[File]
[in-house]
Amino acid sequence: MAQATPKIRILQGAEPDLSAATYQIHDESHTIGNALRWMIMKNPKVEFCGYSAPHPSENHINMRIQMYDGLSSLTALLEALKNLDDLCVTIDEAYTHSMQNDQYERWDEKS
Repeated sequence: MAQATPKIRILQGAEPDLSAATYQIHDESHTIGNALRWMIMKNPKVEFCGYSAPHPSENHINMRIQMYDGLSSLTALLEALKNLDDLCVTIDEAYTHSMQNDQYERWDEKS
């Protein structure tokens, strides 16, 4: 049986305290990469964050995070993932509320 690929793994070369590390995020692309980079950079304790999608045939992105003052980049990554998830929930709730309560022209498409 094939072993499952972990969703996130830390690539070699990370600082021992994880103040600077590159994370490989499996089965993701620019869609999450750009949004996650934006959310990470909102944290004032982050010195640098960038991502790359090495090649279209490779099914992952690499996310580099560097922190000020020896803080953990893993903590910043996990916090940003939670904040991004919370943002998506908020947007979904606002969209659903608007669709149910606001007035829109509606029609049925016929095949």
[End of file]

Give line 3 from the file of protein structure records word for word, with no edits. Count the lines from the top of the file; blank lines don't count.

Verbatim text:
Repeated sequence: MAQATPKIRILQGAEPDLSAATYQIHDESHTIGNALRWMIMKNPKVEFCGYSAPHPSENHINMRIQMYDGLSSLTALLEALKNLDDLCVTIDEAYTHSMQNDQYERWDEKS